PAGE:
by NRA Staff - Friday, March 7, 2014
Q: Is there a difference between the terms "blowing" and "snorting" as they apply to whitetail deer, or are they interchangeable? When is each of the sounds used by a deer?
A: Indeed, the terms "blowing" and "snorting" are commonly used by hunters to describe the same vocalization, though the latter is probably the favored terminology and certainly appears more often in writing about whitetails. The sound is produced by the forceful expulsion of air through the nasal passages and most often indicates alarm or distress. In fact most hunters have been hailed by this sound when they've been winded or otherwise discovered by deer, and it often immediately precedes the animal's abrupt exit.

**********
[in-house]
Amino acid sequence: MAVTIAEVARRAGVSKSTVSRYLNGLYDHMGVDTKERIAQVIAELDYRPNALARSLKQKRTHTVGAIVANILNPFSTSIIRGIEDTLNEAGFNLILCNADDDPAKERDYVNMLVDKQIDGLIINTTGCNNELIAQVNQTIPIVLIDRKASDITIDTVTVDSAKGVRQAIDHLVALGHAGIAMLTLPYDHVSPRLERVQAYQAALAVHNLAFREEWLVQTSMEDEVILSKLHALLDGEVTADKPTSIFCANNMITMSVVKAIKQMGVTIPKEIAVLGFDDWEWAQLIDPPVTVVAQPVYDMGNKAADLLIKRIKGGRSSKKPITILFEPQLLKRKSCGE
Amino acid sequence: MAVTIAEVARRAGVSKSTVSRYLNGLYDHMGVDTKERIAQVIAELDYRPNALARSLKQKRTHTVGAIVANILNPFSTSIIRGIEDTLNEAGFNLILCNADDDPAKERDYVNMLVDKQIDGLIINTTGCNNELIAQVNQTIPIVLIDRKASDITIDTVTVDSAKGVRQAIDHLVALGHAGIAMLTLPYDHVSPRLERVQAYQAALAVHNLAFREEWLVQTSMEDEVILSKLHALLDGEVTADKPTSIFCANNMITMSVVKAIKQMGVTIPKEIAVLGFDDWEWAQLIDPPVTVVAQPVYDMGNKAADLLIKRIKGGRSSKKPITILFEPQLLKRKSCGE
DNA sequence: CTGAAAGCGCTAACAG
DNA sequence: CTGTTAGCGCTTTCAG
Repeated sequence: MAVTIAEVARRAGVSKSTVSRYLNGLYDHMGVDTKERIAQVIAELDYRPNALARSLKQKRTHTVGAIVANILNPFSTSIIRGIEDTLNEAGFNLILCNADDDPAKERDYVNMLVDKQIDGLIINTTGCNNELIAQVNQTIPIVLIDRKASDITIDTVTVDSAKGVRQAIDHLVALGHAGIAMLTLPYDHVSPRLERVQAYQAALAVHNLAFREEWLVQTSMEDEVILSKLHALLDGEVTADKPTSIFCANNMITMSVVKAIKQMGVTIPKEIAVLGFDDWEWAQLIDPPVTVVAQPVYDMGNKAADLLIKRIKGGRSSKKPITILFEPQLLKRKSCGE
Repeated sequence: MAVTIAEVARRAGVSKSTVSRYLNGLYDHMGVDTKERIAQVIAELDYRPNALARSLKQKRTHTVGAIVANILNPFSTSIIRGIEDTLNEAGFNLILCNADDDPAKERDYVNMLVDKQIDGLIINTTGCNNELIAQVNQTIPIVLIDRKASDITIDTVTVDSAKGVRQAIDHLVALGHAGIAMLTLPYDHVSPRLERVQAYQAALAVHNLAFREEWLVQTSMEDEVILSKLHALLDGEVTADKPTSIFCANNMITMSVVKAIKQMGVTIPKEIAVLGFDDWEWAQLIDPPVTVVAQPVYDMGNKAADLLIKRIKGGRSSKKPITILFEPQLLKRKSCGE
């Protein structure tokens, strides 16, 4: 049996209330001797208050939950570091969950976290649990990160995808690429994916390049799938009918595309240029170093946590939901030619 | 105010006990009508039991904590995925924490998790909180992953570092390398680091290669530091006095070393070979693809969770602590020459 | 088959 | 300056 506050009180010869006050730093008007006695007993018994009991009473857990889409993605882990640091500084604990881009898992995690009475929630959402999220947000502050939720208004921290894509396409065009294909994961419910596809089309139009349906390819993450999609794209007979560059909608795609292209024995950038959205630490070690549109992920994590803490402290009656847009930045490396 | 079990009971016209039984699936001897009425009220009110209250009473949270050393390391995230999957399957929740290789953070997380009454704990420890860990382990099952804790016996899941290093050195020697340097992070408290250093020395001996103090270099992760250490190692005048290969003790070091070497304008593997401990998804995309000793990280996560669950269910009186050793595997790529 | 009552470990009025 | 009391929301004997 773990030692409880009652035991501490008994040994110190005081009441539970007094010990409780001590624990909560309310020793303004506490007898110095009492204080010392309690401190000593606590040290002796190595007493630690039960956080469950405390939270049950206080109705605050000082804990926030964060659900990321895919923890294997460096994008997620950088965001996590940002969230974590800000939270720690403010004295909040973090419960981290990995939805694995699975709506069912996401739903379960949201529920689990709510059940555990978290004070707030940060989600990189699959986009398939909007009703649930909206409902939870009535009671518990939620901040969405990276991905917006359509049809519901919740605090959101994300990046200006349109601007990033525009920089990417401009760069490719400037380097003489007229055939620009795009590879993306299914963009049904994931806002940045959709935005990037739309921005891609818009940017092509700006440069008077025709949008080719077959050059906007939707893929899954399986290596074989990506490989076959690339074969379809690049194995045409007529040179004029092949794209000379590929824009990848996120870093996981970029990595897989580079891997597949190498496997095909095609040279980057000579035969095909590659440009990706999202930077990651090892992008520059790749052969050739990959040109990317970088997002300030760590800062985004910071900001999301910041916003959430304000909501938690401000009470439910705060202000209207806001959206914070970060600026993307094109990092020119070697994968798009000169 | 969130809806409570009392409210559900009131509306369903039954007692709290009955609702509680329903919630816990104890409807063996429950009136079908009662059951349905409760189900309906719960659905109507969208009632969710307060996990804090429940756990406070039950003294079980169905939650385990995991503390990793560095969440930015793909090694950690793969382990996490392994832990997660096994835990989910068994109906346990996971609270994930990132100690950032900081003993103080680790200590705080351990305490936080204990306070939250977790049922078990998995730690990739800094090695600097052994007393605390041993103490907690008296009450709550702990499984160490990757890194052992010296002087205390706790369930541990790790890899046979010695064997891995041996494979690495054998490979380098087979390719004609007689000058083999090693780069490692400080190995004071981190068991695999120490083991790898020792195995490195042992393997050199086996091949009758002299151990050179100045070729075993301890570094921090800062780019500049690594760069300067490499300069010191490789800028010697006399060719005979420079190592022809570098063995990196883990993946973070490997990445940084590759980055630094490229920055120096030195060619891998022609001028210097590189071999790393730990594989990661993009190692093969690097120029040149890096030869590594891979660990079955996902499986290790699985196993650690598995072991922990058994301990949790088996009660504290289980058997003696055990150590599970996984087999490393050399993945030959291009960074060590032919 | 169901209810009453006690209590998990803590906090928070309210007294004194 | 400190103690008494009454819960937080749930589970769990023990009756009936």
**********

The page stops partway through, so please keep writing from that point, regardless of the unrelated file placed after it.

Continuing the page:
The whitetail’s snort vocalization almost always signals alarm or distress. When hunters hear that shrill sound in the woods, it usually means their presence has been detected.
E-mail your comments/questions about this site to:
For questions/comments about American Hunter magazine, please e-mail:
You can contact the NRA via phone at: NRA Member Programs
To advertise on American Hunter, visit nramediakit.com for more information
Get the American Hunter Insider newsletter for at-a-glance access to industry news, gear, gun reviews, videos and more—delivered directly to your Inbox.